I've converted a bunch of DML (INSERT/UPDATE/DELETE) queries from Oracle into PostgreSQL and now I need to check whether they produce the same set of rows, i.e. that delete removes the same rows, assuming the oracle and postgresql databases contain the same data initially, update updates the same rows etc. On PostgreSQL side, I can use the returning clause with DML statements, i.e.
INSERT INTO test(id, name) VALUES(42, 'foo') RETURNING *;
What's good about the statement above is that I can prepend 'returning *' to any DML statement without knowing the structure or even the name of the table it's executed against and just get all rows like it's a select statement.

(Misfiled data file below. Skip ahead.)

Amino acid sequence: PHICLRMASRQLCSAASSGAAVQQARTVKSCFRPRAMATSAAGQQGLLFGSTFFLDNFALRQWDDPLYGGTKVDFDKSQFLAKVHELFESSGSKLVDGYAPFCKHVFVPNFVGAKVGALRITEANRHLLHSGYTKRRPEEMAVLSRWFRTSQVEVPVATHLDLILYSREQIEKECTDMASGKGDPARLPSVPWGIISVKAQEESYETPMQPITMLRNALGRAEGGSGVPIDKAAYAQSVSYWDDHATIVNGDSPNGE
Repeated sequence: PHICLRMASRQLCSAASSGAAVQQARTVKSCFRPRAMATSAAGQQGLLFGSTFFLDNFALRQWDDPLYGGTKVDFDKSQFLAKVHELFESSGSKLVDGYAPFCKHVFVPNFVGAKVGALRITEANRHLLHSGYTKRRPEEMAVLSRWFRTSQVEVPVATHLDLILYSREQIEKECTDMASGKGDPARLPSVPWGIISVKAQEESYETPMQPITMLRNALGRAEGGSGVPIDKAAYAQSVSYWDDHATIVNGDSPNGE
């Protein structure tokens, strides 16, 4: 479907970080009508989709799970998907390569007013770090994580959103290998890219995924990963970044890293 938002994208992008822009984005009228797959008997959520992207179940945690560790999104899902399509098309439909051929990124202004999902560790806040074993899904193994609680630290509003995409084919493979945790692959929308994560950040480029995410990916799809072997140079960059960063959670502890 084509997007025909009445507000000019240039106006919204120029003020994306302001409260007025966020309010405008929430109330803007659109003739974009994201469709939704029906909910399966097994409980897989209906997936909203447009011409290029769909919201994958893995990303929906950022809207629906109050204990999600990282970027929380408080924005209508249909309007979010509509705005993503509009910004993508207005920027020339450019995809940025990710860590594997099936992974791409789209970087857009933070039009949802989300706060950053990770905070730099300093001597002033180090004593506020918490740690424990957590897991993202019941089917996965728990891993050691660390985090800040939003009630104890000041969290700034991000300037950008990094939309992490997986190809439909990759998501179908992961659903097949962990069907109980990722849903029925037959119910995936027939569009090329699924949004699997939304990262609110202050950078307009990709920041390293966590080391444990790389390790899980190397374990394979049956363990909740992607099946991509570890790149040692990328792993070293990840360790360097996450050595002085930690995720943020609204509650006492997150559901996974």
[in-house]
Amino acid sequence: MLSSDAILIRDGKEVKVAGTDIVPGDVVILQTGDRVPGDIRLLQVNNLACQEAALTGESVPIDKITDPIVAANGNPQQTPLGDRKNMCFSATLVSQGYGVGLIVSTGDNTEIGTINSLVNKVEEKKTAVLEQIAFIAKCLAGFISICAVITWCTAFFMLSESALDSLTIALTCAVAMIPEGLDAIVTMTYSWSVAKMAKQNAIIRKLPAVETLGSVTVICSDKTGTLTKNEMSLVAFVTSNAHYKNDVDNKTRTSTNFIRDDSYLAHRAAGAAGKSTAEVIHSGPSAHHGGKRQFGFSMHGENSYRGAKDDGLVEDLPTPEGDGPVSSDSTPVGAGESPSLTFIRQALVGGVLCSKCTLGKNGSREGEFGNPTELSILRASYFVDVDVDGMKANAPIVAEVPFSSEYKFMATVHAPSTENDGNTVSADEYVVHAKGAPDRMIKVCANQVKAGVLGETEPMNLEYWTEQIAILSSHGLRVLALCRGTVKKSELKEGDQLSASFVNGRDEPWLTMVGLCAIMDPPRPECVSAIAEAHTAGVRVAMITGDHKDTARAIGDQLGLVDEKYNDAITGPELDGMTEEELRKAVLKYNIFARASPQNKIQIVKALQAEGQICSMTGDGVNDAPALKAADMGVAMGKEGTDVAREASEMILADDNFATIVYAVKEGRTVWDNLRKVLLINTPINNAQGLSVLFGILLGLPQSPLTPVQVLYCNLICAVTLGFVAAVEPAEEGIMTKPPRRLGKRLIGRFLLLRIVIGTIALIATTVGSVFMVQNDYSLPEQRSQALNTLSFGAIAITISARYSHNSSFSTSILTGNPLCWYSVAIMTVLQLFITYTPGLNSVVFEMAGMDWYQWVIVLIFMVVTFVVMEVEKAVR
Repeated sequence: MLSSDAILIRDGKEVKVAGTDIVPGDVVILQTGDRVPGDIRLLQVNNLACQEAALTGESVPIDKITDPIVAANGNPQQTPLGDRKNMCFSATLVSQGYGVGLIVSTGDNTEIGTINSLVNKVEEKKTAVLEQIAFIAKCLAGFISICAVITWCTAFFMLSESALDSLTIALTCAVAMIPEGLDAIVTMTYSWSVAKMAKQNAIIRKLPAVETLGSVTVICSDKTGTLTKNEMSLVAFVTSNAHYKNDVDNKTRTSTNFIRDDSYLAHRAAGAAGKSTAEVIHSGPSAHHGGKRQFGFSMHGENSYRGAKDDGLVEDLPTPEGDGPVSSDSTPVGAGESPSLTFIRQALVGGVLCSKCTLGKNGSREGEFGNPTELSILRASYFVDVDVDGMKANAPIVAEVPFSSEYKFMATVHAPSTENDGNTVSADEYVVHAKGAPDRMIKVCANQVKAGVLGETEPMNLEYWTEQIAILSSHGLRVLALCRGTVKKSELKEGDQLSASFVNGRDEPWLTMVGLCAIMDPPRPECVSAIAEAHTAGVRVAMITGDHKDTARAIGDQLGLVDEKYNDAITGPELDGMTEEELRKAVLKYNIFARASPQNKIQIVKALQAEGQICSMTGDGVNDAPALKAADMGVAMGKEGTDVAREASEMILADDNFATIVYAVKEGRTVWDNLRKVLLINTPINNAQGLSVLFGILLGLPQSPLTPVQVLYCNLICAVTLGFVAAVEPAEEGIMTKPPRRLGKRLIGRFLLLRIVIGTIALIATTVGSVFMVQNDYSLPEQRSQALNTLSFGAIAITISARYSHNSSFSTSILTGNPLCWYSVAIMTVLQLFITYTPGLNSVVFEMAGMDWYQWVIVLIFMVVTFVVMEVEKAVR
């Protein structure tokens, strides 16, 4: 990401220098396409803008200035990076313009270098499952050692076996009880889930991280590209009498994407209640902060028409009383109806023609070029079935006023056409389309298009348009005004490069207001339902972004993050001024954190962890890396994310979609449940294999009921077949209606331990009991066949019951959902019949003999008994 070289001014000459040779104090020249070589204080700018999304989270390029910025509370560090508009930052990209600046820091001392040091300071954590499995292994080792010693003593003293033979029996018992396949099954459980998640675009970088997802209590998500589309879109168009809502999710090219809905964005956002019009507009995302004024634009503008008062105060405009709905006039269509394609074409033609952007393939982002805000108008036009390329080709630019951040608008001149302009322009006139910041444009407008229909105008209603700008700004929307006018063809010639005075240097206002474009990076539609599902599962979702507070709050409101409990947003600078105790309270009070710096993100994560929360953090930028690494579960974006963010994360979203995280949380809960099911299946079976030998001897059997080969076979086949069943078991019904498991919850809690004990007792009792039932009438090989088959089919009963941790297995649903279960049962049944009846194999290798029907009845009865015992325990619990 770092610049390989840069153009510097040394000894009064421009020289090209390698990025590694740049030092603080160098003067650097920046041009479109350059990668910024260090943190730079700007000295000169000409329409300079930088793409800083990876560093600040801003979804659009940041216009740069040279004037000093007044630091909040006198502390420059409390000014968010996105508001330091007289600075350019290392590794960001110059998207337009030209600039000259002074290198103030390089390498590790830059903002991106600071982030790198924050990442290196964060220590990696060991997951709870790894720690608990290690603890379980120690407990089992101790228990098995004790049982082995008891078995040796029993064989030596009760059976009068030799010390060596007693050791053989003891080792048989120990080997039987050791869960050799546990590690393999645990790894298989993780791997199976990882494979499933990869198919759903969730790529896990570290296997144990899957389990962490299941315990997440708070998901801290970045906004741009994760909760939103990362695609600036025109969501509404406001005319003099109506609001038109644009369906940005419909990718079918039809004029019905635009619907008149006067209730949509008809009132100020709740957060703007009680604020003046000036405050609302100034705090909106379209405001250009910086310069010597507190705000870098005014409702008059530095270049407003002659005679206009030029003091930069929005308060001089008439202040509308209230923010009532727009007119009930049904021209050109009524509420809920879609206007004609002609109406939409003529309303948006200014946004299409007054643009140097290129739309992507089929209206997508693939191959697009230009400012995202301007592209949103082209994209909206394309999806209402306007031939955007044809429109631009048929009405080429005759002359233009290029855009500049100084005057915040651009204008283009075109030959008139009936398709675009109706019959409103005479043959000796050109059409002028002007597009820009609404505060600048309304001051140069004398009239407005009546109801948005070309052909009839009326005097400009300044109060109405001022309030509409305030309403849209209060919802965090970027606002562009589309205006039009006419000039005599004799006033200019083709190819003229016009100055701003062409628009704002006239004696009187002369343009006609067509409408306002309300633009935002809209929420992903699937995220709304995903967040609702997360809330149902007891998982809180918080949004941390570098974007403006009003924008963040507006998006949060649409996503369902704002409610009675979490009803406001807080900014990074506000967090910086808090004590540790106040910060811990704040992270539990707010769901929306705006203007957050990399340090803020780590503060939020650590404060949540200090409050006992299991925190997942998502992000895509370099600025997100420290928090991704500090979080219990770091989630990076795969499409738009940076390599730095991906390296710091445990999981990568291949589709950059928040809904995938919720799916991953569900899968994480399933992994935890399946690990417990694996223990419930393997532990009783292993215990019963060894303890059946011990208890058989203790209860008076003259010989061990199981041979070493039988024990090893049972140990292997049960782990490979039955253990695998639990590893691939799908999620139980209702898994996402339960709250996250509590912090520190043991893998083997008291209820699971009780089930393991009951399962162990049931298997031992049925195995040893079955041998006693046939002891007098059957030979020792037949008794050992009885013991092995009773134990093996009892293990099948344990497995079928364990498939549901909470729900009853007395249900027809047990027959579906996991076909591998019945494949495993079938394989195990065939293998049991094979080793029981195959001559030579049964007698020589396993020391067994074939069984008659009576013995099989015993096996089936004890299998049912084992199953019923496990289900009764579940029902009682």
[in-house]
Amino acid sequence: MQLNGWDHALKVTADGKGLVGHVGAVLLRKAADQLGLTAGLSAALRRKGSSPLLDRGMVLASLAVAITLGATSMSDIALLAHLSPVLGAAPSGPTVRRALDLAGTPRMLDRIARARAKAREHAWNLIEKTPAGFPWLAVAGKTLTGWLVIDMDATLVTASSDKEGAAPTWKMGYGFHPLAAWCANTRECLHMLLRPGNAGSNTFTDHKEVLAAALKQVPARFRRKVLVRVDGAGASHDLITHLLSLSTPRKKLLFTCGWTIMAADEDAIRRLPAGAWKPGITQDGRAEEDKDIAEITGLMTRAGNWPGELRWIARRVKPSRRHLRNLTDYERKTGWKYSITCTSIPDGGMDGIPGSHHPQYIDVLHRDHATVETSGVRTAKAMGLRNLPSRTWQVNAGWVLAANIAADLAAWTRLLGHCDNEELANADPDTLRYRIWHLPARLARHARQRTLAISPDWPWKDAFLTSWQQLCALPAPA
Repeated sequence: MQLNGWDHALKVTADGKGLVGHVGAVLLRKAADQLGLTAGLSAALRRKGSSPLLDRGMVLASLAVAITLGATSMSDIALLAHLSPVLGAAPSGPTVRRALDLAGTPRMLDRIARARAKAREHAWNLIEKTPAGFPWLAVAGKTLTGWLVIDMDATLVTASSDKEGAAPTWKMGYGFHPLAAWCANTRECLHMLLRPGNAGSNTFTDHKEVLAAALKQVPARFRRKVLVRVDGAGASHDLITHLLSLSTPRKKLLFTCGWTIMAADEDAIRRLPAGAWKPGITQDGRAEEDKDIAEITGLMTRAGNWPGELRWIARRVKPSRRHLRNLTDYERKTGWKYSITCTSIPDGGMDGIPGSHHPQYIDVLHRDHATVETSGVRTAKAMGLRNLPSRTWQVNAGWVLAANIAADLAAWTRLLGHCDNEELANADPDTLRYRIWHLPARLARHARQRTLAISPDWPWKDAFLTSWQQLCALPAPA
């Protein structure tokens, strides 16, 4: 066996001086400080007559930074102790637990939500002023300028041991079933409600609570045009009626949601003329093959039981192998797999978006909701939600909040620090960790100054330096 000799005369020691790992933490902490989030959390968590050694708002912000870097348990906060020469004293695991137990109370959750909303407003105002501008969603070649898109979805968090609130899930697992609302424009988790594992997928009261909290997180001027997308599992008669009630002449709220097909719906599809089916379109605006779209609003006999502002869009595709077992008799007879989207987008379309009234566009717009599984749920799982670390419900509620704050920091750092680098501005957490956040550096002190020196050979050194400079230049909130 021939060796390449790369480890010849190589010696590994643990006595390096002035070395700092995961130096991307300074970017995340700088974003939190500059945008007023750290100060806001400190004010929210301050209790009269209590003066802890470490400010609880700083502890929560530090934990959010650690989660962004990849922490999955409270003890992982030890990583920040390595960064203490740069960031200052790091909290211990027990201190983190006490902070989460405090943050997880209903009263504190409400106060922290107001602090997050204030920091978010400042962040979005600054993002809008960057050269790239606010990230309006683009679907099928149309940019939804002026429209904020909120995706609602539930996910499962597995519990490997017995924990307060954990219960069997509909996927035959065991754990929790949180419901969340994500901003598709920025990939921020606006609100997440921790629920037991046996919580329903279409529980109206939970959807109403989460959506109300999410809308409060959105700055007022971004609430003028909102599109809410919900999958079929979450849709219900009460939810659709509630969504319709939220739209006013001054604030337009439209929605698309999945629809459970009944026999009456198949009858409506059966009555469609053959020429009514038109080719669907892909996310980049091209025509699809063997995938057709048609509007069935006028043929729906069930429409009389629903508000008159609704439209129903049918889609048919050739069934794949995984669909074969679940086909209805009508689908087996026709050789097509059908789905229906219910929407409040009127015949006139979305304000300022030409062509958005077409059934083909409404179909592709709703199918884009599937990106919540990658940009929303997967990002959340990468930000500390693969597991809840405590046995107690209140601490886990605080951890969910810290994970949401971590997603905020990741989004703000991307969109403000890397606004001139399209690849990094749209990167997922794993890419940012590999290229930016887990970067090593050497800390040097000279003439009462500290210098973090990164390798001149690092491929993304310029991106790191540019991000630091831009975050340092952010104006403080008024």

However, it seems to be not that shiny on the Oracle side. According to the documentation, Oracle 8i (the one I'm working with) supports RETURNING clause, but it has to store the result into variables and there seem to be no obvious way to get all result columns instead of manually specifying the column name.
Hence, the question is if there is an oracle statement (or sequence of statements) to emulate PostgreSQL 'returning *' without hard-coding table or column names. In other words, is there a way to write an Oracle function like this:
fn('INSERT INTO test(id, name) VALUES(42, ''foo'')')
It should return the set of rows inserted (or modified in the generic case) by the SQL statement.
Update: I actually found a very similar question (for the conversion from SQL server, not PostgreSQL, into Oracle). Still, I'd love to hear a more simple answer to that if possible.